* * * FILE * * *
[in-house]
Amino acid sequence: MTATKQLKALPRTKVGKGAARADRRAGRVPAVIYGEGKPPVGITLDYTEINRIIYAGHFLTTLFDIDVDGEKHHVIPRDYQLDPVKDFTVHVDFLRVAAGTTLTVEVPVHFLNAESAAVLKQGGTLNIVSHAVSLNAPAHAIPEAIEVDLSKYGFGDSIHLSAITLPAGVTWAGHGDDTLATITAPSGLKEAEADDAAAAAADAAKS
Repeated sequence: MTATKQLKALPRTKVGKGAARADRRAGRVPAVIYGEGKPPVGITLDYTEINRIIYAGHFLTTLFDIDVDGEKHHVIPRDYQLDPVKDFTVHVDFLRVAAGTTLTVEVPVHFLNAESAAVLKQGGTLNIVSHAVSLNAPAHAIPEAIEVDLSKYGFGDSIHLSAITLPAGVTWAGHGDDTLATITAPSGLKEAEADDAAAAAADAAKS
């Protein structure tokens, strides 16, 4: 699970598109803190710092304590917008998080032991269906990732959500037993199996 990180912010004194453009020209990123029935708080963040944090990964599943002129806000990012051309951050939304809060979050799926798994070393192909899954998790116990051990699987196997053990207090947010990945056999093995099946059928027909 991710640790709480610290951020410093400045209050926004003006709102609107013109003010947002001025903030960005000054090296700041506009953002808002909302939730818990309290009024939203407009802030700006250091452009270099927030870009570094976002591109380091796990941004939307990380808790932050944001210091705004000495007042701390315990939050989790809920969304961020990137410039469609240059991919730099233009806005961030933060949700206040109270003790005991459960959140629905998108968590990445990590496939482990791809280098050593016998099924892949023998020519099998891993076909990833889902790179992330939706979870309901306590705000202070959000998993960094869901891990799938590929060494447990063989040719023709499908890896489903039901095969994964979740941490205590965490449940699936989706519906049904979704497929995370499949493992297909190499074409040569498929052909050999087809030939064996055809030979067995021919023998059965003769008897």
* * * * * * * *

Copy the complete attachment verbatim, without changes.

[in-house]
Amino acid sequence: MTATKQLKALPRTKVGKGAARADRRAGRVPAVIYGEGKPPVGITLDYTEINRIIYAGHFLTTLFDIDVDGEKHHVIPRDYQLDPVKDFTVHVDFLRVAAGTTLTVEVPVHFLNAESAAVLKQGGTLNIVSHAVSLNAPAHAIPEAIEVDLSKYGFGDSIHLSAITLPAGVTWAGHGDDTLATITAPSGLKEAEADDAAAAAADAAKS
Repeated sequence: MTATKQLKALPRTKVGKGAARADRRAGRVPAVIYGEGKPPVGITLDYTEINRIIYAGHFLTTLFDIDVDGEKHHVIPRDYQLDPVKDFTVHVDFLRVAAGTTLTVEVPVHFLNAESAAVLKQGGTLNIVSHAVSLNAPAHAIPEAIEVDLSKYGFGDSIHLSAITLPAGVTWAGHGDDTLATITAPSGLKEAEADDAAAAAADAAKS
């Protein structure tokens, strides 16, 4: 699970598109803190710092304590917008998080032991269906990732959500037993199996 990180912010004194453009020209990123029935708080963040944090990964599943002129806000990012051309951050939304809060979050799926798994070393192909899954998790116990051990699987196997053990207090947010990945056999093995099946059928027909 991710640790709480610290951020410093400045209050926004003006709102609107013109003010947002001025903030960005000054090296700041506009953002808002909302939730818990309290009024939203407009802030700006250091452009270099927030870009570094976002591109380091796990941004939307990380808790932050944001210091705004000495007042701390315990939050989790809920969304961020990137410039469609240059991919730099233009806005961030933060949700206040109270003790005991459960959140629905998108968590990445990590496939482990791809280098050593016998099924892949023998020519099998891993076909990833889902790179992330939706979870309901306590705000202070959000998993960094869901891990799938590929060494447990063989040719023709499908890896489903039901095969994964979740941490205590965490449940699936989706519906049904979704497929995370499949493992297909190499074409040569498929052909050999087809030939064996055809030979067995021919023998059965003769008897």